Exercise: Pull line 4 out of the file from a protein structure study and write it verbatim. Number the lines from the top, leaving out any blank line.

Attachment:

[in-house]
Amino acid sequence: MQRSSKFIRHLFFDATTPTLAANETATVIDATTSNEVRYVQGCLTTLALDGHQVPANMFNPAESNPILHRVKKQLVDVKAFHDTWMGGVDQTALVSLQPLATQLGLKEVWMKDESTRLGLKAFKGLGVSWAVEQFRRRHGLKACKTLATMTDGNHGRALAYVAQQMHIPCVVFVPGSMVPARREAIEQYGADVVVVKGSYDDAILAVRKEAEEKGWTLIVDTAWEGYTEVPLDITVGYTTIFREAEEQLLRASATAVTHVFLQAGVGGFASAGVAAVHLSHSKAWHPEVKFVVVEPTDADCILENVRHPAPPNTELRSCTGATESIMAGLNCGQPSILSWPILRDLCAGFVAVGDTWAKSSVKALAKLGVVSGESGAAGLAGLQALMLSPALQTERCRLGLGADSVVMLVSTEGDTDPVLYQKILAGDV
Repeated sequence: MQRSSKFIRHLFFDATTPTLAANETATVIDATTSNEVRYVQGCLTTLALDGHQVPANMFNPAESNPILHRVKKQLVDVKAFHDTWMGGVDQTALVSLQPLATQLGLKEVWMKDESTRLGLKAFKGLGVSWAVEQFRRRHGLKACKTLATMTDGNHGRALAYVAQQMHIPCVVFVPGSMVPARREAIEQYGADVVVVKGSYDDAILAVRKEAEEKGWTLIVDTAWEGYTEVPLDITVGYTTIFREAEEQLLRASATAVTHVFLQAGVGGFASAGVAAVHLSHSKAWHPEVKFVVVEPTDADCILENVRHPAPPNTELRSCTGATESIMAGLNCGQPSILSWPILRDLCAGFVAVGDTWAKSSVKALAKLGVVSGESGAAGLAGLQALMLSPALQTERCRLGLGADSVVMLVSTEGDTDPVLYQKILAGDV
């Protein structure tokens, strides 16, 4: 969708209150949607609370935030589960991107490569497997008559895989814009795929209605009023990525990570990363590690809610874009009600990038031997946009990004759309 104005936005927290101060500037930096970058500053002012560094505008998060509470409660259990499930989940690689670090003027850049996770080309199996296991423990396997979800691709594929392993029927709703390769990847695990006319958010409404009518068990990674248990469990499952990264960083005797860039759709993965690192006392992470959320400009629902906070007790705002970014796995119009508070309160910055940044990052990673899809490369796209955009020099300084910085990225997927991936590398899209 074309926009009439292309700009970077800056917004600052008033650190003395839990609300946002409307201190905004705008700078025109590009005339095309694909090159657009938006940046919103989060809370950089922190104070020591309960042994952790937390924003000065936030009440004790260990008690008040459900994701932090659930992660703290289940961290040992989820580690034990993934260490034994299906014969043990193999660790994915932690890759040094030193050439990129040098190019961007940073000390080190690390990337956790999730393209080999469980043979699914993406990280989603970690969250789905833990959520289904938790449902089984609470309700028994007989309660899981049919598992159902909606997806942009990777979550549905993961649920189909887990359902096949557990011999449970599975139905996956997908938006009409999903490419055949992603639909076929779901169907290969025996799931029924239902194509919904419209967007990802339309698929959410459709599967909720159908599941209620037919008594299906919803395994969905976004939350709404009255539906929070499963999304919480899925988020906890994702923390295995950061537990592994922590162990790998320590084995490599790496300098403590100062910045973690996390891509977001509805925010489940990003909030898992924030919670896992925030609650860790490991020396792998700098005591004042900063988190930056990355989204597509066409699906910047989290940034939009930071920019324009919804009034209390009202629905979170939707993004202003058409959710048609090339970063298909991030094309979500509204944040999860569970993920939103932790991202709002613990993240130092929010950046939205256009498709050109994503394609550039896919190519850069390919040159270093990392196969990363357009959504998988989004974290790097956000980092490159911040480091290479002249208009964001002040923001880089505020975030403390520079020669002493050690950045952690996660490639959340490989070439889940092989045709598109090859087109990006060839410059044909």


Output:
């Protein structure tokens, strides 16, 4: 969708209150949607609370935030589960991107490569497997008559895989814009795929209605009023990525990570990363590690809610874009009600990038031997946009990004759309 104005936005927290101060500037930096970058500053002012560094505008998060509470409660259990499930989940690689670090003027850049996770080309199996296991423990396997979800691709594929392993029927709703390769990847695990006319958010409404009518068990990674248990469990499952990264960083005797860039759709993965690192006392992470959320400009629902906070007790705002970014796995119009508070309160910055940044990052990673899809490369796209955009020099300084910085990225997927991936590398899209 074309926009009439292309700009970077800056917004600052008033650190003395839990609300946002409307201190905004705008700078025109590009005339095309694909090159657009938006940046919103989060809370950089922190104070020591309960042994952790937390924003000065936030009440004790260990008690008040459900994701932090659930992660703290289940961290040992989820580690034990993934260490034994299906014969043990193999660790994915932690890759040094030193050439990129040098190019961007940073000390080190690390990337956790999730393209080999469980043979699914993406990280989603970690969250789905833990959520289904938790449902089984609470309700028994007989309660899981049919598992159902909606997806942009990777979550549905993961649920189909887990359902096949557990011999449970599975139905996956997908938006009409999903490419055949992603639909076929779901169907290969025996799931029924239902194509919904419209967007990802339309698929959410459709599967909720159908599941209620037919008594299906919803395994969905976004939350709404009255539906929070499963999304919480899925988020906890994702923390295995950061537990592994922590162990790998320590084995490599790496300098403590100062910045973690996390891509977001509805925010489940990003909030898992924030919670896992925030609650860790490991020396792998700098005591004042900063988190930056990355989204597509066409699906910047989290940034939009930071920019324009919804009034209390009202629905979170939707993004202003058409959710048609090339970063298909991030094309979500509204944040999860569970993920939103932790991202709002613990993240130092929010950046939205256009498709050109994503394609550039896919190519850069390919040159270093990392196969990363357009959504998988989004974290790097956000980092490159911040480091290479002249208009964001002040923001880089505020975030403390520079020669002493050690950045952690996660490639959340490989070439889940092989045709598109090859087109990006060839410059044909």